With secrecy inevitably comes mistrust. As modern states do more and more through international agreements, distrust of politicians grows among their populations, who suspect that their ruling classes now have more in common with the ruling classes of other countries than they do with the ruled of their own. They may be right in this mistrust – after all, for much of the pre-democratic history of our countries this would have been an entirely well-founded apprehension – but even without a cultural sympathy of this kind the logic of the international structures makes a politician into a kind of secret agent within their own country. Who knows what they really want, and what they have implicitly as well as explicitly agreed to?
Defenders of the EU can agree with all this, and they can go on to say that for this reason it is vital to turn the EU into a proper state with the kind of transparent internal politics that we were used to in our individual nations fifty or sixty years ago. But as things stand that ambition looks absurdly utopian – far more utopian than anything Brexiteers are guilty of. Like so much of the EU, its political accountability is stuck in a half-way house, unable to move forward or backwards. If we value transparency and trustworthiness in our politics, we have to leave the EU and detoxify our public life; until we have thoroughly disentangled ourselves from it, distrust will remain the default attitude of the British public, and nothing can be done about that during the interim period we have embarked upon.
These issues were most powerfully expounded on by Varoufakis after his Kafkaesque experience with the Eurozone. But they’re real for us too. And Kafka would be proud of the way it works. I was on the fringes of the negotiation of the TPP. Negotiated entirely in secret from all Australian interests, including Australian business – but not, remarkably enough from major US corporations – DFAT ‘briefings’ of Australian interests were a very strange affairs running roughly along these lines.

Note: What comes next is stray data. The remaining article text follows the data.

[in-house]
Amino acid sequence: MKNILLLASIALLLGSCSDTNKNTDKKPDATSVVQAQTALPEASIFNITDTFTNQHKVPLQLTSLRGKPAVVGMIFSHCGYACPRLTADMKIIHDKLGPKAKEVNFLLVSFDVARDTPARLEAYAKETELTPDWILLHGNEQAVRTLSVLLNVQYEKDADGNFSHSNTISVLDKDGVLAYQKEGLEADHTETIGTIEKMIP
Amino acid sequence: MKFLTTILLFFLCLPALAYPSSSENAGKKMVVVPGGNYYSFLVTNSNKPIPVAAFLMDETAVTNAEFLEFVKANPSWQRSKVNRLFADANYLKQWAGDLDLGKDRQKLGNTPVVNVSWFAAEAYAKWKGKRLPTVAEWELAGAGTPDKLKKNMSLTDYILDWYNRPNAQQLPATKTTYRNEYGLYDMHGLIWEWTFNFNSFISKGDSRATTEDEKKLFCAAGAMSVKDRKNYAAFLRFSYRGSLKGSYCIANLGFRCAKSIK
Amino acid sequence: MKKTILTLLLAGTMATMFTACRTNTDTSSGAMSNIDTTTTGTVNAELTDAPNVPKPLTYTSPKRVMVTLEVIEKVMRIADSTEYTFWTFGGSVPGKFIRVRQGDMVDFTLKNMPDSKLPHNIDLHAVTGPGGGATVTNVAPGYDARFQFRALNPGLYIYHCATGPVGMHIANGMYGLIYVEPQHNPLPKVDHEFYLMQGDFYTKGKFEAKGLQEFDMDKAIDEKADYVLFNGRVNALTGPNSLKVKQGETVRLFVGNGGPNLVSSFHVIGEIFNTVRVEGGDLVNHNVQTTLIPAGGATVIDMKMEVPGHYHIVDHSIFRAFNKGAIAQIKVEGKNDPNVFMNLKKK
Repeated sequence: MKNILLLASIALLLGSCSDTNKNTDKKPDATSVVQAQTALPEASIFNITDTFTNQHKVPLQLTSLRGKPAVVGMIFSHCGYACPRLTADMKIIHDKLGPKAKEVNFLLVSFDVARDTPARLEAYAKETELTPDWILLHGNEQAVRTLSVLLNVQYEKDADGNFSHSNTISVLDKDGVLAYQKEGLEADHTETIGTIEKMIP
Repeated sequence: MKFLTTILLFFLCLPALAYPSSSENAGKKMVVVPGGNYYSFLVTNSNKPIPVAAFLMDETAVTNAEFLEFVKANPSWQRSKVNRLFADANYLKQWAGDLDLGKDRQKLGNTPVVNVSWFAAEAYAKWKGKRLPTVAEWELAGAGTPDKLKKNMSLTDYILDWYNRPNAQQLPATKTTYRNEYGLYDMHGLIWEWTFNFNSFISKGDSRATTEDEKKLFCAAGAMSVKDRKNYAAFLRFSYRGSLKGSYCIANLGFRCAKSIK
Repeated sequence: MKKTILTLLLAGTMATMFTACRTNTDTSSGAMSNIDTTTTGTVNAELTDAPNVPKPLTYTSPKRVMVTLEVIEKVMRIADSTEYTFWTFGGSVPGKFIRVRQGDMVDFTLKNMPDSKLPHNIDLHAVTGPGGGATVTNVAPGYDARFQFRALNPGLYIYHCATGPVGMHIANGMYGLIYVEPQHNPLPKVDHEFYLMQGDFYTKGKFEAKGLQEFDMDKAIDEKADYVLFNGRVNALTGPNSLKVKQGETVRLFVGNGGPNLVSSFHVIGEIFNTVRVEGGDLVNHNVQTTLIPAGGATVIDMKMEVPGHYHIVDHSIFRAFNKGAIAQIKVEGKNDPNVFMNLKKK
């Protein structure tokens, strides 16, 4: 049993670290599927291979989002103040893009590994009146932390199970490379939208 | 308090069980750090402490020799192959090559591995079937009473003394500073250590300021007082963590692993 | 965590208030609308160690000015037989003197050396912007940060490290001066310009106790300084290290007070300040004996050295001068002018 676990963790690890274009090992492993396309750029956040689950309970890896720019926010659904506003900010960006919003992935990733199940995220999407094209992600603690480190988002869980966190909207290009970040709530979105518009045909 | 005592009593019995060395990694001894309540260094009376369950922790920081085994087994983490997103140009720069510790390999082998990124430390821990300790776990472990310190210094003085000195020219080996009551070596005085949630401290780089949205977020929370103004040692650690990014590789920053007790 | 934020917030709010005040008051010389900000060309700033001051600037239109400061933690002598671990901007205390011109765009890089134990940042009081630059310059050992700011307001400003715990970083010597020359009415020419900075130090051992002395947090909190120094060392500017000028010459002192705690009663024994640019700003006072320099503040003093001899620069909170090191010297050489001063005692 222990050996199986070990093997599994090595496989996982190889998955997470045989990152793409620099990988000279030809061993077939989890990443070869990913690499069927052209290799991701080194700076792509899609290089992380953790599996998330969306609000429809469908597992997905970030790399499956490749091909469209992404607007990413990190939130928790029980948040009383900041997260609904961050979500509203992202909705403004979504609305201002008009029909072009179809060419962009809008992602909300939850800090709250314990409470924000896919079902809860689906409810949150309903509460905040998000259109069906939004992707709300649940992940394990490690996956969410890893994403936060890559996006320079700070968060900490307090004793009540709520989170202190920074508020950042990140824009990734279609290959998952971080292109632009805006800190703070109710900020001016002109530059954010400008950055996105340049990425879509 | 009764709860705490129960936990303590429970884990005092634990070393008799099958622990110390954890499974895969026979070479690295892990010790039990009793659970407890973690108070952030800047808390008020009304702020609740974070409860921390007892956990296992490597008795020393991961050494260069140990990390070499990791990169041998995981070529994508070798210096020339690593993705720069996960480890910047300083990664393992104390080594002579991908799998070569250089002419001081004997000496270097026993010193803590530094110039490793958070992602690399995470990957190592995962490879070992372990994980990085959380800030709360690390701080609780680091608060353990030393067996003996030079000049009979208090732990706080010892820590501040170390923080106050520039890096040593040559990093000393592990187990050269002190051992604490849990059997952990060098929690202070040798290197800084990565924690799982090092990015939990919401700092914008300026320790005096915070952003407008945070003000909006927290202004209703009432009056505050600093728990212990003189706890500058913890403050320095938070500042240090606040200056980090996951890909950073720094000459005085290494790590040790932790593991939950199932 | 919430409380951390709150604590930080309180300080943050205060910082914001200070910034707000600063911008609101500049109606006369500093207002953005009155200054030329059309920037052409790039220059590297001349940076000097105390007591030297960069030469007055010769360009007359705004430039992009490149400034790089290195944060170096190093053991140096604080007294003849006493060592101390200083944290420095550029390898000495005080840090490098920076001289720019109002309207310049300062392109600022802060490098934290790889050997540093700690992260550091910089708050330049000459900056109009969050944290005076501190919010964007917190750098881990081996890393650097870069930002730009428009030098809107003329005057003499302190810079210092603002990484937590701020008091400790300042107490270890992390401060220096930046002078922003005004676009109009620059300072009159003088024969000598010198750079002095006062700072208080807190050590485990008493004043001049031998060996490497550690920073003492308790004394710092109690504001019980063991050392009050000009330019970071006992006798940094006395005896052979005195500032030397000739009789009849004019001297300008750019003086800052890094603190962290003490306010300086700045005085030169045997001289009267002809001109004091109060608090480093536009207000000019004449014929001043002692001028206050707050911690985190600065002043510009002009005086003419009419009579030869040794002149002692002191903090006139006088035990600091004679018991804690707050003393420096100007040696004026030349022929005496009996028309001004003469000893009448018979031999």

DFAT: Welcome to this six monthly briefing where we’re consulting you on what you think our negotiating objectives are.
Team Australia: What happened over the last six months.
DFAT: Very hard to say. But what do you propose should be our updated negotiating objectives.
Team Australia: Very hard to say.
More to the point these secret international negotiations offer a vector by which international power – particularly international corporate power – enters Australian law – via such means as unjustifiably extended IP, disciplines on collective national negotiation of the price of imports and the running insult to the last few centuries of painful constitutional development that is investor-state dispute settlement (ISDS) which had the Canadian Government in lengthy arbitration over its improvement of the innovation hurdle in patents and Australia in the same kind of malarky over plain paper packaging for cigarettes.
Does this make me a Brexiter? No, though I could easily a Euro exiter if I was in a country on the periphery of the Eurozone. We’re in a very sticky situation I think.